Prince Philip yesterday underwent a ‘successful procedure’ for a pre-existing heart condition, Buckingham Palace confirmed today.
But exactly what treatment the Duke of Edinburgh — who had a stent inserted during heart surgery in 2011 and has battled a secret heart ailment for 30 years — received remains a mystery.
The 99-year-old has spent 16 nights in hospital so far after being admitted to a private facility with an undisclosed infection on February 16. His infection was not related to coronavirus.
He was transferred to leading cardiac centre St Bartholomew’s Hospital in London on March 1 for ‘testing and observation’ for a pre-existing heart condition.
Cardiologists told MailOnline today the most recent operation may have involved having a second stent fitted, getting one replaced or having a pacemaker inserted.
Buckingham Palace representatives said although the Duke — who will turn 100 in June — remains comfortable, they expect him to remain on the wards until ‘at least the end of the week’.
Camilla, Duchess of Cornwall, said yesterday during a visit in south London that Prince Philip was ‘slightly improving’, adding: ‘We keep our fingers crossed.’
The Duke of Edinburgh has already spent 16 nights in hospital for an un-named infection and ‘observation’ of an underlying heart condition. He was moved to leading cardiac centre St Bartholomew’s Hospital in the city of London on Monday
A stent is a small tube that is used to clear a blockage in an artery. It is inserted and expanded with a balloon to expand the artery and ensure blood can flow normally again. Dr Aseem Malhotra, an NHS cardiologist, said it was possible that Prince Philip was having another installed
Above is an explanation of how a stent is fitted
Is Prince Philip getting a second stent fitted while in hospital to treat a heart blockage?
An NHS cardiologist has suggested Prince Philip may be getting a second stent fitted while he is in hospital, arguing his infection may have put strain on his heart and triggered a partial blockage in his coronary artery.
Stents are tiny tubes used to clear arteries and allow blood to flow normally again. During an up to two-hour operation, they are inserted into a blockage and inflated to widen the blood vessel.
They are then left in place with doctors saying the procedure is permanent, although in some cases they may need to be replaced.
There are three coronary arteries flowing to the heart, and the Duke has already had a stent fitted to one of them ten years ago at the Royal Papworth Hospital in London.
Dr Aseem Malhotra, a cardiologist at the Academy of Medical Royal Colleges, said it was possible the Duke could be getting a second stent fitted to a separate coronary artery.
‘The infection could have put strain on his heart and either triggered a minor heart attack or unstable angina (when the heart muscle doesn’t get enough oxygen because of blood flow problems),’ he told MailOnline
‘There are three coronary arteries, it is more likely he suffered a new blockage and needed a second stent.
‘He is fortunate to be in a country home to some of the best cardiologists in the world.’
The Duke pictured leaving King Edward VII hospital in central London on Christmas Eve in 2019, where he spent four nights before heading home to Sandringham for Christmas. Buckingham Palace said the stay was for a ‘pre-existing condition’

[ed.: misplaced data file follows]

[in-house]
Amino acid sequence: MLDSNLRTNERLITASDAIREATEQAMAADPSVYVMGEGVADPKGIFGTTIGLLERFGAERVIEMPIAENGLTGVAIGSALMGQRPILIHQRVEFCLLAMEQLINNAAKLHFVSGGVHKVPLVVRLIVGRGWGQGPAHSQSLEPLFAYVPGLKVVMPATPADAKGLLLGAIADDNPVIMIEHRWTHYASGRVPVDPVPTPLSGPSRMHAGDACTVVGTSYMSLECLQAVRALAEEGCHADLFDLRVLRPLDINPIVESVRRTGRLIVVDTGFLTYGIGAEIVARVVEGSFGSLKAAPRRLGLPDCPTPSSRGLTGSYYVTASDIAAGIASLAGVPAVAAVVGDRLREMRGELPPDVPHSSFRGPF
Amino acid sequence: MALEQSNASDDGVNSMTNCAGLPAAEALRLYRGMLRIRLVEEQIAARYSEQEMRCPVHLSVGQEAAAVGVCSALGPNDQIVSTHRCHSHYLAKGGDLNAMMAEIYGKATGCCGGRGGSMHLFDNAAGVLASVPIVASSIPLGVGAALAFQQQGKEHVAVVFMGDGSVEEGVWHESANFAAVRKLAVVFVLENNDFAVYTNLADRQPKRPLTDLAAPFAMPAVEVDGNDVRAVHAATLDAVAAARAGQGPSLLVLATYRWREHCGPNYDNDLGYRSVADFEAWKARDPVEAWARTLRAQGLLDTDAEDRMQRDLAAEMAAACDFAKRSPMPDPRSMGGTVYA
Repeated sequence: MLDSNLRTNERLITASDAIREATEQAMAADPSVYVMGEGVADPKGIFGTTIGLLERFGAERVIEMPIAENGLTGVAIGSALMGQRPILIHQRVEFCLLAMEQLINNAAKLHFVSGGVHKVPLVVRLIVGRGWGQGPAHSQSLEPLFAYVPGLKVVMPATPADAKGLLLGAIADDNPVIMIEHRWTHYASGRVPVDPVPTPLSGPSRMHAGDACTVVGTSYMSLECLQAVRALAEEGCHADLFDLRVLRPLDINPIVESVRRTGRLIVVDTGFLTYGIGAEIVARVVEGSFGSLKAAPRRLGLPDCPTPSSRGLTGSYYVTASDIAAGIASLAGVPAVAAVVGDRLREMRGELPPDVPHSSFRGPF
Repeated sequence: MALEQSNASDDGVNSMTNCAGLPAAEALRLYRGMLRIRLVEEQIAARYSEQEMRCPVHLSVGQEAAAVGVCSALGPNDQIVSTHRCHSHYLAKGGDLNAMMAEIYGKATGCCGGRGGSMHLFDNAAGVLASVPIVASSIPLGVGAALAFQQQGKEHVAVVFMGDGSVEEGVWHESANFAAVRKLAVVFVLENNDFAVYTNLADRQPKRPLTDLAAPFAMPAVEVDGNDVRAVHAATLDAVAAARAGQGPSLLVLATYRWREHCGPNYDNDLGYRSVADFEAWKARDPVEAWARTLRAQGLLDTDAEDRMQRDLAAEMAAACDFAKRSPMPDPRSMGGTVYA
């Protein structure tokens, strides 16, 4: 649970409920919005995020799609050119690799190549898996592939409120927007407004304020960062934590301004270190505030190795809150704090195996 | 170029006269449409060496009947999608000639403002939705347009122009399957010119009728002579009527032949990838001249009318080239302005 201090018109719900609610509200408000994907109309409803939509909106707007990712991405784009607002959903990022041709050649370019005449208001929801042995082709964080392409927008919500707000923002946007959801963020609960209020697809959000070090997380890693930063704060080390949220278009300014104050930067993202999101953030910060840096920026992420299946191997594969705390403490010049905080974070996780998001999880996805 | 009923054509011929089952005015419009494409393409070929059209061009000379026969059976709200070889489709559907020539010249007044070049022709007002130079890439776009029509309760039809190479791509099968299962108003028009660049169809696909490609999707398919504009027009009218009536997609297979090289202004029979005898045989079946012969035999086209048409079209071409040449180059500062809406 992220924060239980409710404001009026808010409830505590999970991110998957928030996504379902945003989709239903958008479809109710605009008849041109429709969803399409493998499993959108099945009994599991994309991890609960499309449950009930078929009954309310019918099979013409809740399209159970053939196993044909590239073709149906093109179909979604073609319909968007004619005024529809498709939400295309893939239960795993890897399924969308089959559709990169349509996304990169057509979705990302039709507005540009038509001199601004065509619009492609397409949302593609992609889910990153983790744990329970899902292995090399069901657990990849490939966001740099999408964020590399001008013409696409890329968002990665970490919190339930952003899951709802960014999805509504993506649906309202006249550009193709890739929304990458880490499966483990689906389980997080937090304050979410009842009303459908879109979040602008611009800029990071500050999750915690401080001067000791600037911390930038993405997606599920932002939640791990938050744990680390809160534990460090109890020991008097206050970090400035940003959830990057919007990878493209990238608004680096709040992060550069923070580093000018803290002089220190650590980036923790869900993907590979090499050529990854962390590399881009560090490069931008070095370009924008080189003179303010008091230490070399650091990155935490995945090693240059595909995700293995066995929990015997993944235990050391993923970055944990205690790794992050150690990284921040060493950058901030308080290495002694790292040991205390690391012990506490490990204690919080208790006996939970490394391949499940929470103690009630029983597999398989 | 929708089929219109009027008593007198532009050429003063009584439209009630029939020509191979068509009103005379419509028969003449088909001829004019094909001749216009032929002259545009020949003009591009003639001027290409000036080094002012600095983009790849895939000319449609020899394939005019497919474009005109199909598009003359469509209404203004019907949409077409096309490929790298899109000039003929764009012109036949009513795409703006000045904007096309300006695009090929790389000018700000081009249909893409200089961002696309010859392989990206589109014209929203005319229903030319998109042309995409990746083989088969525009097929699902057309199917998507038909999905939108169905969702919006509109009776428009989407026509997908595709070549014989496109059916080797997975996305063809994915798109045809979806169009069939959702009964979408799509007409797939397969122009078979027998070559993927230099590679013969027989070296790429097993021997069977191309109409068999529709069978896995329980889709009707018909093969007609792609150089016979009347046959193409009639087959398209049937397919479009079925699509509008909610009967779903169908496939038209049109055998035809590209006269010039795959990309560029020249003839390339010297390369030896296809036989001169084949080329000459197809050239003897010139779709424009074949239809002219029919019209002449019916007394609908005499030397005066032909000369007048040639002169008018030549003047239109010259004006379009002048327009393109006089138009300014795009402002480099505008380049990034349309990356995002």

Could doctors be replacing his stent or clearing a blockage that could have formed inside it?
It has also been suggested that the Duke could be in hospital because doctors are replacing the stent he had fitted ten years ago, or clearing a blockage that has formed inside it.
Experts said, however, that it is extremely rare for any stent to need to be replaced – and any blockages within it would only appear within the first six months.
The Harvard Medical School says online in response to a question asking whether they ‘wear out’ after a few years: ‘What’s important for the future is that you needed a stent in the first place. Other arteries, or spots in the same artery, almost certainly have cholesterol-filled plaques that could cause blockages, or worse.’
They said it was possible for a blockage to form inside the stent, but that this usually occurs within the first six months. If they are in place for longer without problems it is a ‘sign it has done its job well’.
After Prince Philip had his fitted in 2011, he was not readmitted to hospital with further heart problems until this year, according to Buckingham Palace. This suggests the operation was successful.
When the stent is implanted tissue grows over it, making it part of the artery wall. But, if damage tissue grows instead, this can spark a further blockage and mean further operations are needed.
Queen Elizabeth and Prince Philip pictured in the quadrangle of Windsor castle ahead of his 99th birthday in June last year
Could the Prince be having a pacemaker installed to treat his underlying heart condition?
It has also been claimed that the Duke is having a pacemaker installed to treat his heart condition.
The heart beat is normally controlled by electrical signals from the body’s internal ‘pacemaker’, which triggers between 60 to 100 beats a minute. But the pulse can be disrupted – in a condition known as arrhythmia – by other heart conditions, smoking or stress.
A pacemaker stops this from happening by emitting regular electrical signals. They can be fitted just under the chest in an hour long operation, which would then require a day of rest in hospital to ensure the procedure worked.
Dr Malhotra told MailOnline: ‘A less likely option instead of a stent would be he needed a pacemaker, if he had a problem with his heart rhythm.’
There has been no previous suggestion that the Duke has suffered from an irregular heartbeat, although he does have an underlying heart condition which can spark this.
Palace officials have remained tight-lipped as to the cause of his time in hospital.